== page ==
Professor Brian Parlopiano
April 29, 2014
The Scramble for Africa
During the 1800s colonization reached one of its peaks, almost every European country was scrambling for any un-colonized lands. The one continent that none of them had really made their mark on was the African continent. Africa was very abundant in natural resources, which made the European countries more eager to be the ones to colonize it first. Whether it be gold, iron, cotton or ivory all of the countries saw these few materials as ones that would shape their countries wealth and industrial power. The repercussions from European Imperialism during this time have effected tribal relations in Africa to this day. Many of the recent genocides and wars that have occurred in Africa are the product of the Scramble of Africa and the separation and mixing of rival tribes in Africa.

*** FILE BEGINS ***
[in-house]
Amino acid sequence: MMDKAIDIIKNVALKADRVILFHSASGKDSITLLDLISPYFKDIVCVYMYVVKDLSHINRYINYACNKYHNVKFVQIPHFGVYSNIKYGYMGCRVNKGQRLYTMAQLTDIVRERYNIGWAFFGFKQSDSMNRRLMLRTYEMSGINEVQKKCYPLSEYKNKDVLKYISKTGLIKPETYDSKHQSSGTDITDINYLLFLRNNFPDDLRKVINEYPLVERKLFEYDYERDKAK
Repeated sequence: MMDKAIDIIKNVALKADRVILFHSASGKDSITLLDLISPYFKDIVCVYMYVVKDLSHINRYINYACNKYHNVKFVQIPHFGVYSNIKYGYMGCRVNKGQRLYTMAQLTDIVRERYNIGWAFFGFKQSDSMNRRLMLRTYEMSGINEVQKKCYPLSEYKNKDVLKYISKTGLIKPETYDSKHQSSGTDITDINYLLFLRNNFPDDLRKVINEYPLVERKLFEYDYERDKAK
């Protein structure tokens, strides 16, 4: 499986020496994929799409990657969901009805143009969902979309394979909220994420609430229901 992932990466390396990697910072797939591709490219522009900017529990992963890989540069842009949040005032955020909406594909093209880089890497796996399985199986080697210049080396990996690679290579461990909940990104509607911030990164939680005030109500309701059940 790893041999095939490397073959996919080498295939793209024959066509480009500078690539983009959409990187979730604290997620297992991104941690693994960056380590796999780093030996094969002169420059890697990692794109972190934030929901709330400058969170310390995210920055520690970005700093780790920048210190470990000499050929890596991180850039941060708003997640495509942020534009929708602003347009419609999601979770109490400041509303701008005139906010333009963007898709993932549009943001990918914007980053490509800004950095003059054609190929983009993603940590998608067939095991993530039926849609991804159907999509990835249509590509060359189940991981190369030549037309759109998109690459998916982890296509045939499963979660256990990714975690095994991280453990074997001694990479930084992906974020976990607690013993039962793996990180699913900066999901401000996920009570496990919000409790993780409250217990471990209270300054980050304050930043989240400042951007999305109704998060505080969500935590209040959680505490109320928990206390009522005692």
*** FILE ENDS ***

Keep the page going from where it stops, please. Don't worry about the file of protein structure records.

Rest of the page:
The major players during the "Scramble for Africa" were industrial powers in Europe that wanted to expand their wealth by finding somewhere that provided a lot of raw materials. Africa was the place that they all saw as being abundant in raw materials. The players in the “Scramble for Africa” were Britain, Portugal, France, and the Dutch all whom possessed major colonies that produced raw materials. Britain had India as a colony that produced a wide range of raw materials and goods such as spices and textiles that could be sold in Europe for great profit. Britain sent many missionaries to Africa to convert the peoples to Christianity; they also sent explorers two notable ones were Richard Burton and John Speke who traveled to east Africa to find the source of the River Nile. The Dutch were also prominent in Africa especially South Africa, King Leopold II of Belgium sent Henry Morton Stanley to Africa to help create commercial opportunities and also to create a colony name the Congo Free State.1 Leopold II proclaimed the Congo Free State a "free-trade zone" for all merchants and entrepreneurs from all over Europe. Leopold II created a rubber plantation on a personal colony inside of the Congo Free State, which was completely dependent on forced labor. To work in the Congo Free State was terrible and unhealthy, taxes were very high and the conditions were inhumane, that is why during the period in which Leopold controlled it 4 to 8 million Africans died.2 The most important Dutch colony was Cape Town, which gave way to colonization of land surrounding that area. The causes of the "Scramble for Africa" were very much influenced by the industrial revolution in Europe. The end of slavery in Europe meant that there was no one else left to do the work in Europe so they needed another means of getting goods to their factories and Africa held the answer to their problem.3 Africa was also a crown jewel for explorers that wanted to find ancient cities such as Timbuktu, but that changed over time as explorers were employed to document resources and goods of a certain area by philanthropists.4 Africa offered new grounds for capitalism to be formed upon during the "Scramble for Africa" many lands were exploited for their goods and raw materials were being produced just for Europe. A major cause was the innovation in weapons, there were no more swords the Europeans had guns, which gave them an overwhelming advantage over the native peoples of Africa. The last cause was that a cure to malaria was found thus allowing colonization in Africa to be easier because of the tolerance against malaria. Even though settlers could prevent against malaria, yellow fever still and to this day does has no treatment. The effects of the "Scramble for Africa" caused the Berlin Conference to be held from 1884-1885, which gave the rules of colonization for European countries in Africa such as informing other countries that you are going to go and colonize a certain land and that you must also have permission from a local tribe leader or by military conquest.5 The colonized lands...
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